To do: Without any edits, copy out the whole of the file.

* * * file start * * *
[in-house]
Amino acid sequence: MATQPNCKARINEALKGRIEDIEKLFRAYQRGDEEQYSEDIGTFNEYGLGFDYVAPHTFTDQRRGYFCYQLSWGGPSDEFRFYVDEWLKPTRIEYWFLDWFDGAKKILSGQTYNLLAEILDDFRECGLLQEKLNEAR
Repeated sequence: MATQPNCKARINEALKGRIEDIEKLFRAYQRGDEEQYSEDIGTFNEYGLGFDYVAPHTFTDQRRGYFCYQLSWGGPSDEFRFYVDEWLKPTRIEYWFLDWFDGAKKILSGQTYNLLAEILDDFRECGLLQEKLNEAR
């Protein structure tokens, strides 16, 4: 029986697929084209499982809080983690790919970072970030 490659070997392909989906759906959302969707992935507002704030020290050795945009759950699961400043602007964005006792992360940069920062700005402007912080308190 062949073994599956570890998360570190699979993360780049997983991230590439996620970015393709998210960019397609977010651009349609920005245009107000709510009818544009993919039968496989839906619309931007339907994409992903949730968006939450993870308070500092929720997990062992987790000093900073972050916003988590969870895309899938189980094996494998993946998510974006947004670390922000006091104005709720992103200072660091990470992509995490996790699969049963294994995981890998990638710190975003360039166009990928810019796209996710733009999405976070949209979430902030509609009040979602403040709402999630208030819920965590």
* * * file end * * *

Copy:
[in-house]
Amino acid sequence: MATQPNCKARINEALKGRIEDIEKLFRAYQRGDEEQYSEDIGTFNEYGLGFDYVAPHTFTDQRRGYFCYQLSWGGPSDEFRFYVDEWLKPTRIEYWFLDWFDGAKKILSGQTYNLLAEILDDFRECGLLQEKLNEAR
Repeated sequence: MATQPNCKARINEALKGRIEDIEKLFRAYQRGDEEQYSEDIGTFNEYGLGFDYVAPHTFTDQRRGYFCYQLSWGGPSDEFRFYVDEWLKPTRIEYWFLDWFDGAKKILSGQTYNLLAEILDDFRECGLLQEKLNEAR
């Protein structure tokens, strides 16, 4: 029986697929084209499982809080983690790919970072970030 490659070997392909989906759906959302969707992935507002704030020290050795945009759950699961400043602007964005006792992360940069920062700005402007912080308190 062949073994599956570890998360570190699979993360780049997983991230590439996620970015393709998210960019397609977010651009349609920005245009107000709510009818544009993919039968496989839906619309931007339907994409992903949730968006939450993870308070500092929720997990062992987790000093900073972050916003988590969870895309899938189980094996494998993946998510974006947004670390922000006091104005709720992103200072660091990470992509995490996790699969049963294994995981890998990638710190975003360039166009990928810019796209996710733009999405976070949209979430902030509609009040979602403040709402999630208030819920965590």